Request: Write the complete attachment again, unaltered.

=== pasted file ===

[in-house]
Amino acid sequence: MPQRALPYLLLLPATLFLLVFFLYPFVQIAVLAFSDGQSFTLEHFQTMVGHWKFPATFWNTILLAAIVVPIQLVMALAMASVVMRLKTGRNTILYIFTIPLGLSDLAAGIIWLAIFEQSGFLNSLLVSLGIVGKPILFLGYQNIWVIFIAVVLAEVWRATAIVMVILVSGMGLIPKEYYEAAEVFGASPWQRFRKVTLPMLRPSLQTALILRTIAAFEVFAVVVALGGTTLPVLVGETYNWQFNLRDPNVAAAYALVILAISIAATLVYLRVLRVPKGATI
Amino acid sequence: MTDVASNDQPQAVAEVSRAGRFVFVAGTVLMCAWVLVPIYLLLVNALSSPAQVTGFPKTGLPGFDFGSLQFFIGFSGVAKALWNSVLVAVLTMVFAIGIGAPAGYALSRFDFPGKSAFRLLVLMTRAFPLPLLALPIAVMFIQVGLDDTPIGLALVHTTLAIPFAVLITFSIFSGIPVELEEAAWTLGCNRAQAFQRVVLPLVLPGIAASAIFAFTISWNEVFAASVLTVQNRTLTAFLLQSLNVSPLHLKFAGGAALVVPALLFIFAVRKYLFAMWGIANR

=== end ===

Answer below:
[in-house]
Amino acid sequence: MPQRALPYLLLLPATLFLLVFFLYPFVQIAVLAFSDGQSFTLEHFQTMVGHWKFPATFWNTILLAAIVVPIQLVMALAMASVVMRLKTGRNTILYIFTIPLGLSDLAAGIIWLAIFEQSGFLNSLLVSLGIVGKPILFLGYQNIWVIFIAVVLAEVWRATAIVMVILVSGMGLIPKEYYEAAEVFGASPWQRFRKVTLPMLRPSLQTALILRTIAAFEVFAVVVALGGTTLPVLVGETYNWQFNLRDPNVAAAYALVILAISIAATLVYLRVLRVPKGATI
Amino acid sequence: MTDVASNDQPQAVAEVSRAGRFVFVAGTVLMCAWVLVPIYLLLVNALSSPAQVTGFPKTGLPGFDFGSLQFFIGFSGVAKALWNSVLVAVLTMVFAIGIGAPAGYALSRFDFPGKSAFRLLVLMTRAFPLPLLALPIAVMFIQVGLDDTPIGLALVHTTLAIPFAVLITFSIFSGIPVELEEAAWTLGCNRAQAFQRVVLPLVLPGIAASAIFAFTISWNEVFAASVLTVQNRTLTAFLLQSLNVSPLHLKFAGGAALVVPALLFIFAVRKYLFAMWGIANR